Barratt Homes' financial performance, high level of output and emphasis on brownfield regeneration made it a clear winner in this category, sponsored by Marley
Barratt Homes

One of the most famous names in housebuilding, Barratt won the judges over by virtue of its consistently strong performance. The group's profit continues to climb year after year, by a sturdy 23% in 2000/1, and it is outperforming the market in terms of output and sales. Its "Forward Through Quality" campaign assesses site managers to ensure build quality is consistent, but Barratt's most impressive credentials relate to its commitment to regeneration: more than 70% of its developments are on reclaimed land, and the firm is renowned for its residential conversions. One of Barratt's landmark developments is the recently finished Barrier Park tower in London; an 18-storey block of 44 apartments, built on the former construction compound for the Thames Barrier.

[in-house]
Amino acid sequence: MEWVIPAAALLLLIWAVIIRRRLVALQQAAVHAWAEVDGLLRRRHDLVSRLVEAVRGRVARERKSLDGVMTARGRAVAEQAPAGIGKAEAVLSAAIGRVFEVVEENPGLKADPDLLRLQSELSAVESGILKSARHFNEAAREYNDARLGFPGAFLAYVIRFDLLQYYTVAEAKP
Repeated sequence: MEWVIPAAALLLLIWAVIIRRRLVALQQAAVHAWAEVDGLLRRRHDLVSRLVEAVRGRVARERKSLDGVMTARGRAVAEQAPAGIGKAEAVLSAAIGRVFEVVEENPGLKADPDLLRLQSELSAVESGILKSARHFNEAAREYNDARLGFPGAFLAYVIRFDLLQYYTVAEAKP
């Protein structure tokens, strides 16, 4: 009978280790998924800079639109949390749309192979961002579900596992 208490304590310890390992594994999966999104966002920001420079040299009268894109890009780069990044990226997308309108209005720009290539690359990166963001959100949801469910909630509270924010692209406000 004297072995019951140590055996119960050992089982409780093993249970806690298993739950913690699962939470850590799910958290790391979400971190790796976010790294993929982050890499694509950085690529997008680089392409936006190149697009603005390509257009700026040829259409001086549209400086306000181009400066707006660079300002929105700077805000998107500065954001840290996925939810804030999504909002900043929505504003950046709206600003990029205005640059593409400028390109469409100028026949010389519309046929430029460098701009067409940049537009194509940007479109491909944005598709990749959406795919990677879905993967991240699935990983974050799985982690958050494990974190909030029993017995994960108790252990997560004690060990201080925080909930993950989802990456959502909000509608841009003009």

2001's impressive 106% increase in operating profit earned Miller the runner-up slot – a figure that is complemented by a 36% jump in the average sale price of its homes. The firm puts this rise to glory down to its emphasis on quality, demonstrated in its conversion of a 19th-century grain house into apartments at Woodsmill Quay in York. The judges were particularly taken with its customer care initiatives, which are evidently working. Of all the shortlisted firms, it got the best customer satisfaction rates – above 90% overall.

David Wilson

This firm has shown impressive dedication to sustainable housebuilding and environmental innovation. It is working with Nottingham University trialling energy-saving solutions on its research project, the Millennium Eco House, and has introduced measures to reduce site waste and increase the use of prefabricated components. But it was the firm's consistently high profit – up 90% over the past three years – that clinched it third place, proving that going green does not have to cost the earth.

They’ve addressed the critics and produced good results while breaking the 10,000 units-a-year barrier